Relationship breakdown - the real cost

July 7, 2010, University of Queensland

Separation leaves men feeling isolated and women experiencing greater levels of poverty, according to a leading researcher at The University of Queensland (UQ).

An extensive, study looking at the immediate and long-term financial and social impacts of a break-up, has shown that end up relatively worse off in terms of income four years after separation, while men are financial stable but experience an increase in .

“Separation has an enormous impact on both men and women,” said Professor David de Vaus, Executive Dean of UQ's Faculty of Social and Behavioural Sciences and co-author of the study.

“Although women suffer persisting financial loss after separation, their recovers much better than men's,” he said.

The study - Relationship breakdown and : A longitudinal analysis - looks at a sample of around 14,000 people and their situation two years before a separation and up to four years after.

Co-authored by researchers from The University of Queensland, the Australian Institute of Family Studies and the Australian National University, this study identified that 57% of separated women experienced a loss in income the year immediately following separation.

“Divorce has a short-term and medium-term effect and, financially, women take a long-term hit,” said Professor de Vaus.

Although women experience damage financially the study found that there was a noticeable increase in their social support network, where as men suffered emotionally, with a sharp drop in .

In the year following separation, 48% of men who were still single continued to feel very lonely compared to 39% of women who remained single.

However, four years after separation men were almost as happy as they had been in the final year of their marriage.

The study also found that separation is more probable among couples who are not doing so well to start with.

Professor de Vaus has presented these findings at the 2010 Australian Institute of Families Studies conference being held in Melbourne this week.

The research paper is co-written by Matthew Gray, Lixia Qu and David Stanton.

Related Stories

Recommended for you

When it comes to our brains, there's no such thing as normal

February 20, 2018
There's nothing wrong with being a little weird. Because we think of psychological disorders on a continuum, we may worry when our own ways of thinking and behaving don't match up with our idealized notion of health. But ...

Jymmin: How a combination of exercise and music helps us feel less pain

February 20, 2018
Pain is essential for survival. However, it could also slow the progress of rehabilitation, or in its chronic form could become a distinct disorder. How strongly we feel it, among other factors, depends on our individual ...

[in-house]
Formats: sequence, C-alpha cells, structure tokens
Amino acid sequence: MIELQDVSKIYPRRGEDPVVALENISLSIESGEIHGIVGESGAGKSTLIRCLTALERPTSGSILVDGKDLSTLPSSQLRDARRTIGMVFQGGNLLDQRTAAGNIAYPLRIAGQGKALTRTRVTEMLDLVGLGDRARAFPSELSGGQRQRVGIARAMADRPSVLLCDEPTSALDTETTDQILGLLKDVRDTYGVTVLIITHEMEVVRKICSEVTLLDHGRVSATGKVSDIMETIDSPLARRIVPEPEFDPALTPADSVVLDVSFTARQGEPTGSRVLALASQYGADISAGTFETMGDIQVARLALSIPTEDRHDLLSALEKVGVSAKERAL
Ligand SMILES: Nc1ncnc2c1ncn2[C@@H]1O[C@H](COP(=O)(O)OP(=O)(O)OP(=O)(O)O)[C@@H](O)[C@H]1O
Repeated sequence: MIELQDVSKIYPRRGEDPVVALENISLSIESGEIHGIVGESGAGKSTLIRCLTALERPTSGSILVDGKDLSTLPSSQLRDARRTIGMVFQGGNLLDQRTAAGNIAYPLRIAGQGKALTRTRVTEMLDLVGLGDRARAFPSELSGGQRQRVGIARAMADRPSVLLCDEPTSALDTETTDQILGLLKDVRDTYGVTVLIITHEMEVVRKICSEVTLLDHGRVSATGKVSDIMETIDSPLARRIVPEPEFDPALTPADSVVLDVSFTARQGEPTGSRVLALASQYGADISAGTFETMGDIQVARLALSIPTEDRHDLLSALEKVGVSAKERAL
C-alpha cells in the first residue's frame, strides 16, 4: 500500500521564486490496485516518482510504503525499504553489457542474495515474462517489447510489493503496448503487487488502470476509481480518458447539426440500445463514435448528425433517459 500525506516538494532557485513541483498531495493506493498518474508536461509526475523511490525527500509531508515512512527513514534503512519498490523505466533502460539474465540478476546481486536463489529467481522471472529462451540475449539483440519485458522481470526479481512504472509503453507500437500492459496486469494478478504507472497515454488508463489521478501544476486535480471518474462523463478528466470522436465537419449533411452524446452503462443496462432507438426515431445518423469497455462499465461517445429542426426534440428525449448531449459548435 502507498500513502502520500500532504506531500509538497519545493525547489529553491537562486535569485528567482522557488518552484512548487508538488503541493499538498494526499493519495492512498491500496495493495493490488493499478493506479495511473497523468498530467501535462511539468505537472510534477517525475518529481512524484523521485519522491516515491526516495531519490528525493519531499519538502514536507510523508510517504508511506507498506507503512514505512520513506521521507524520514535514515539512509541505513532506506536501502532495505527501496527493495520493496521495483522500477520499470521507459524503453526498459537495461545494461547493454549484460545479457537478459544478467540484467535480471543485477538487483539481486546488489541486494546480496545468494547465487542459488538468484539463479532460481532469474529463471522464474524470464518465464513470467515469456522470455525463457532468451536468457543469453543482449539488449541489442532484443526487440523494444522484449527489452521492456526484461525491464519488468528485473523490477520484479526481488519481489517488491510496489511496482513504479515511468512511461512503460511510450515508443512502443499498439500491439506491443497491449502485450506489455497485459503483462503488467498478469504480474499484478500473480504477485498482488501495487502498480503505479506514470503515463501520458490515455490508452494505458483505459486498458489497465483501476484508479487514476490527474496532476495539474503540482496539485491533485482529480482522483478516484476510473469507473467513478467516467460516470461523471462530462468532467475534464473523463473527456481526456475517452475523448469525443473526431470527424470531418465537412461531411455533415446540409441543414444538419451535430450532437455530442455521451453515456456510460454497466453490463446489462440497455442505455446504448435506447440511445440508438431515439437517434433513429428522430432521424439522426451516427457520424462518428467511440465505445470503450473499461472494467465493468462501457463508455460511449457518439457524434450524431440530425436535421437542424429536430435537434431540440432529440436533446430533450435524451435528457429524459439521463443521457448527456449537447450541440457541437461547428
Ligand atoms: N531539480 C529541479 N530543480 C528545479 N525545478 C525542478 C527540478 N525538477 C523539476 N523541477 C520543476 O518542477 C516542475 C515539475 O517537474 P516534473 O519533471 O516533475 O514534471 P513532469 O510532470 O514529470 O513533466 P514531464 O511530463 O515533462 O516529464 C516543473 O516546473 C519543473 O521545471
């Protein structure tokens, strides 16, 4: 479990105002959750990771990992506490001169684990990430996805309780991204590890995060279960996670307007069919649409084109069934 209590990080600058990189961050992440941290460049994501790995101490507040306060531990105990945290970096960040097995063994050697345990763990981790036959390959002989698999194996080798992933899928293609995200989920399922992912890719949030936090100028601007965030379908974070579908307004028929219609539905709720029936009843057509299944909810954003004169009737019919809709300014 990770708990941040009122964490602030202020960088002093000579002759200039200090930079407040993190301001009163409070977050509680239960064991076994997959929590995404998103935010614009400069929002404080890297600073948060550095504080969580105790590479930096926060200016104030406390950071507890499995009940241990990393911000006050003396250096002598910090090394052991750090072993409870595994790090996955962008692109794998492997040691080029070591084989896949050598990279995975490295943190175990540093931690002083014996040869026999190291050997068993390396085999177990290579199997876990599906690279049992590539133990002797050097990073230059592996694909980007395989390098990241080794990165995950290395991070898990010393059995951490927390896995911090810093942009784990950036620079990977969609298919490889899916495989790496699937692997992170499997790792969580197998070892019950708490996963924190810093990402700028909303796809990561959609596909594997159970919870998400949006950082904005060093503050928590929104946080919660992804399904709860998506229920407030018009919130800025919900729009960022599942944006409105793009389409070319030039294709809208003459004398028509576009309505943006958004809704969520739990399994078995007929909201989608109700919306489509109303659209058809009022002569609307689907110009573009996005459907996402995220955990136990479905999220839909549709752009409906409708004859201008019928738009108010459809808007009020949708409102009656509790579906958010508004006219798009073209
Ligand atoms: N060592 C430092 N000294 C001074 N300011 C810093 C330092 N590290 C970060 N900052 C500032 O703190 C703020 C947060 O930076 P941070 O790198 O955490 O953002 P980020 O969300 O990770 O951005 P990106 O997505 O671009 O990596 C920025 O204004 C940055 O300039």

College roommates underestimate each other's distress, new psychology research shows

February 19, 2018
College roommates are sensitive to their roommates' distress but tend to underestimate the level of distress being experienced by others, finds a newly published study from New York University psychology researchers.

Brainwaves show how exercising to music bends your mind

February 18, 2018
Headphones are a standard sight in gyms and we've long known research shows listening to tunes can be a game-changer for your run or workout.

New approaches in neuroscience show it's not all in your head

February 16, 2018
Our own unique experiences shape how we view the world and respond to the events in our lives. But experience is highly subjective. What's distressing or joyful to one person may be very different to another.

Link between hallucinations and dopamine not such a mystery, finds study

February 16, 2018
Researchers at Columbia University Irving Medical Center (CUIMC) and New York State Psychiatric Institute (NYSPI) found that people with schizophrenia who experience auditory hallucinations tend to hear what they expect, ...

1 comment

Adjust slider to filter visible comments by rank

Display comments: newest first

fuzz54
not rated yet Jul 07, 2010
Marriage is not just about happiness (or money). The successful married people out there probably understand. Not all divorces can be avoided but I think a lot more of them could be if people could be made to understand this before they get married.

Please sign in to add a comment. Registration is free, and takes less than a minute. Read more

Click here to reset your password.
Sign in to get notified via email when new comments are made.